The alarming result is that 42 percent of those surveyed have less than $10,000 saved—that’s not even enough to cover one year’s worth of living expenses, which according to the Bureaus of Labor Statistics, is on average, $46,000 a year for adults 65 and up. Included in this group, 14 percent have nothing saved for retirement. Luckily, as noted above, this percentage is dropping.
Summary statistics: The percentage of people who could retire broke, with less than $10,000 saved, has shrunk in recent years as per the GOBankingRates Retirement Savings survey:
2016 – 56 percent
2017 – 55 percent
2018 – 42 percent
Here’s a silver lining: the survey revealed the majority of Americans have more saved for retirement, broken out as follows:
- Nearly 7 percent saved $10,000 to $49,999
- Nearly 13 percent have $50,000 to $99,999
- More than 12 percent have $100,000 to $199,999
- Nearly 10 percent have $200,000 to $299,999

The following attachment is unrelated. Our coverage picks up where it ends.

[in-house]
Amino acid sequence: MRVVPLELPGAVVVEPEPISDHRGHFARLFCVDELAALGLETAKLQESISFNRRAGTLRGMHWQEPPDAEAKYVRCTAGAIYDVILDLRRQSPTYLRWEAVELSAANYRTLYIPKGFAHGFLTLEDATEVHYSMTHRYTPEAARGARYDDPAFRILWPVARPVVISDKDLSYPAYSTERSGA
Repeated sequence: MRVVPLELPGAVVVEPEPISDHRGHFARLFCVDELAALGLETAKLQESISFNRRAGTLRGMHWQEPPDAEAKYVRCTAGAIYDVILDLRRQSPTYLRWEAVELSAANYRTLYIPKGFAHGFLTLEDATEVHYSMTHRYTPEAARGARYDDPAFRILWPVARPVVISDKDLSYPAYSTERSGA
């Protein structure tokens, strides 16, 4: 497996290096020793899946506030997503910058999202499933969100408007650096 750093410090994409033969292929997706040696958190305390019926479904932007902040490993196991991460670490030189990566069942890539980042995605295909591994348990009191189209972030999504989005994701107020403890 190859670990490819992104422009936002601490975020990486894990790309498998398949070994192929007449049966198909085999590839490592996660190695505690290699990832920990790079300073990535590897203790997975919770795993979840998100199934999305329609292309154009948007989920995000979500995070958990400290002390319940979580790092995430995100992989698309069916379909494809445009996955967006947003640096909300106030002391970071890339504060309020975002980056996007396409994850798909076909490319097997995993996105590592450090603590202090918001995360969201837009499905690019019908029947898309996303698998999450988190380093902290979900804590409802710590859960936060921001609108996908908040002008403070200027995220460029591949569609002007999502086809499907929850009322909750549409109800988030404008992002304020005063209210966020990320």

- About 16 percent have $300,000 or more in retirement savings
Among the reasons cited for not saving, about 40 percent said they don’t make enough money to save, and around 25 percent reported they are struggling to pay their bills.
Statistic: 57 percent of Millennials have $10,000 or less saved for retirement
Millennials had the highest percentage of respondents with nothing saved (18 percent). Given they are still in the early stages of their careers, it’s not that surprising. Another 39 percent of Millennials have less than $10,000 saved—but at least they have a longer time horizon to catch up. However, the total percentage among this group that reported nothing, or less than $10,000 saved, dropped significantly from last year and the percentage of this generation with $300,000 or more saved has grown slightly—all encouraging signs for these younger workers.